Four current and former Kentucky police officers are charged with the fatal shooting of 26-year-old Breonna Taylor in Louisville.

The FBI arrested and reported civil rights against Joshua Jaynes, Brett Hankison and Kelly Goodlett, as well as Louisville Police Sergeant Kyle Meany.

The development was announced Thursday by US Attorney General Merrick Garland, who said the alleged crimes include “civil rights offenses, illegal conspiracies, unconstitutional use of force and obstruction offenses.”

During a drug raid, Ms. Taylor, a 26-year-old black medical worker, was shot dead by Louisville agents who had broken down her door while carrying out a search warrant.

Garland added, “We also said they conspired to mislead federal, state and local authorities who are investigating the incident.

“For example, we claimed that in May 2020 those two defendants (Jaynes and Goodlett) met in a garage where they agreed to tell investigators a false story.

“The prosecution separately claims that defendant Meany lied to the FBI during his investigation into this matter.”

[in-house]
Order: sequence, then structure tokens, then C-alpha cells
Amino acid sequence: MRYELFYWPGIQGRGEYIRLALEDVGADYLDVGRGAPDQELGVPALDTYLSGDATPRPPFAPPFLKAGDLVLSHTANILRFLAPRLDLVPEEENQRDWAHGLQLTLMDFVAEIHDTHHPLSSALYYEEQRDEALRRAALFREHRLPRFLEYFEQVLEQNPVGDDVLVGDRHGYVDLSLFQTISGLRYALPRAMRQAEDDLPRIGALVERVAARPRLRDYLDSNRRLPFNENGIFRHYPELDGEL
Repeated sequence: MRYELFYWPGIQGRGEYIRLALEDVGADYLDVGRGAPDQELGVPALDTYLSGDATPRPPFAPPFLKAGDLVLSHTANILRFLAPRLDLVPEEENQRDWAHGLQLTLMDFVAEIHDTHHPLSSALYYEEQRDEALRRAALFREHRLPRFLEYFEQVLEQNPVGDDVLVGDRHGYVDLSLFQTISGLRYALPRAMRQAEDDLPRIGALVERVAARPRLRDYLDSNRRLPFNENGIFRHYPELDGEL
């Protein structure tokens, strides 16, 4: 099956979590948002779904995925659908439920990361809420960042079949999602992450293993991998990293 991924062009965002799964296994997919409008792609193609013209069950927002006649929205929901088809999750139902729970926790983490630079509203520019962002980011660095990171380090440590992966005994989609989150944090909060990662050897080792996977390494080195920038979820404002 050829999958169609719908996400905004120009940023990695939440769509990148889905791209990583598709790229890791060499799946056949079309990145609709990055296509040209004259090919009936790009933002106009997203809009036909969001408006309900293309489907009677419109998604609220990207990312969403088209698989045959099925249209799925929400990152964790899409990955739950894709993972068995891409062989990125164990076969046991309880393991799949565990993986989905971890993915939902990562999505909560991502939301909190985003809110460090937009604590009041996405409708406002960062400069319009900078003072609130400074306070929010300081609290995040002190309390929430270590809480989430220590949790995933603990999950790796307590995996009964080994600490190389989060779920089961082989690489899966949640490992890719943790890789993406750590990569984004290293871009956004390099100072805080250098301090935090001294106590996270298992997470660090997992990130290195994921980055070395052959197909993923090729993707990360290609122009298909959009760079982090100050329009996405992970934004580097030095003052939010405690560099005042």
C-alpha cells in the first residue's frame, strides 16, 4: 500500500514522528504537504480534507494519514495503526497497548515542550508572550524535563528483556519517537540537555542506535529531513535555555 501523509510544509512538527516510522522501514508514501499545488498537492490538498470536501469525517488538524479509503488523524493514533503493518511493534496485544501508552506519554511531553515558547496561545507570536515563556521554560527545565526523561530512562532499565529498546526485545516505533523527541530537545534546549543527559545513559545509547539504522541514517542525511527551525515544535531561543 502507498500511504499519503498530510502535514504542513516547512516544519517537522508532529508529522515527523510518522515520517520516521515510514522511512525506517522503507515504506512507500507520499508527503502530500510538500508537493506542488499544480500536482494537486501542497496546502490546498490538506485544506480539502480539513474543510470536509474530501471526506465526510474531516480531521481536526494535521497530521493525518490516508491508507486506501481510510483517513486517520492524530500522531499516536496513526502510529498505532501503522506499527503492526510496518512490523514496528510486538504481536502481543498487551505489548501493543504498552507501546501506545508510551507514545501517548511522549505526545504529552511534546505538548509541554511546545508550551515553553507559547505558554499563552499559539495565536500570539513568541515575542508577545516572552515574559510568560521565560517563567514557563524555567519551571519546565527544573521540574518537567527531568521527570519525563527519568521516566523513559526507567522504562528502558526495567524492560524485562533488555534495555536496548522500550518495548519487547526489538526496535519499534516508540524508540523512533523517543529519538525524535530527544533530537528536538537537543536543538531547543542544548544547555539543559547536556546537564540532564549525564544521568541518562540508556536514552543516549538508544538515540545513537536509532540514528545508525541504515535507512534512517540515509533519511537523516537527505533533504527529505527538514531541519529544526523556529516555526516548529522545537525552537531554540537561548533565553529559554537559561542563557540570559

He also said federal officials “share but can’t fully imagine the pain” Taylor’s family felt.

His killing, along with that of George Floyd, fueled a summer of protests against racial injustice and police violence in America two years ago.

Their death took place against a background of systemic racism in the United States, where black Americans are found 3.5 times more likely to be killed by the police than white Americansaccording to a study last year.

Ms. Taylor was killed when agents in Louisville, Kentuckyhe carried out a “don’t knock” warrant and broke down the door of his apartment.

Her boyfriend thought it was someone who broke in and fired a single shot in self-defense, hitting an officer in the leg.

Ms. Taylor was shot multiple times when police fired dozens of shots in return.

The police were actually looking for a former partner of Ms. Taylor who did not live at the address and no drugs were found on the property.

Hankinson was acquitted in March by a Kentucky jury for endangering Taylor’s neighbors when bullets he fired during the raid hit a nearby apartment.

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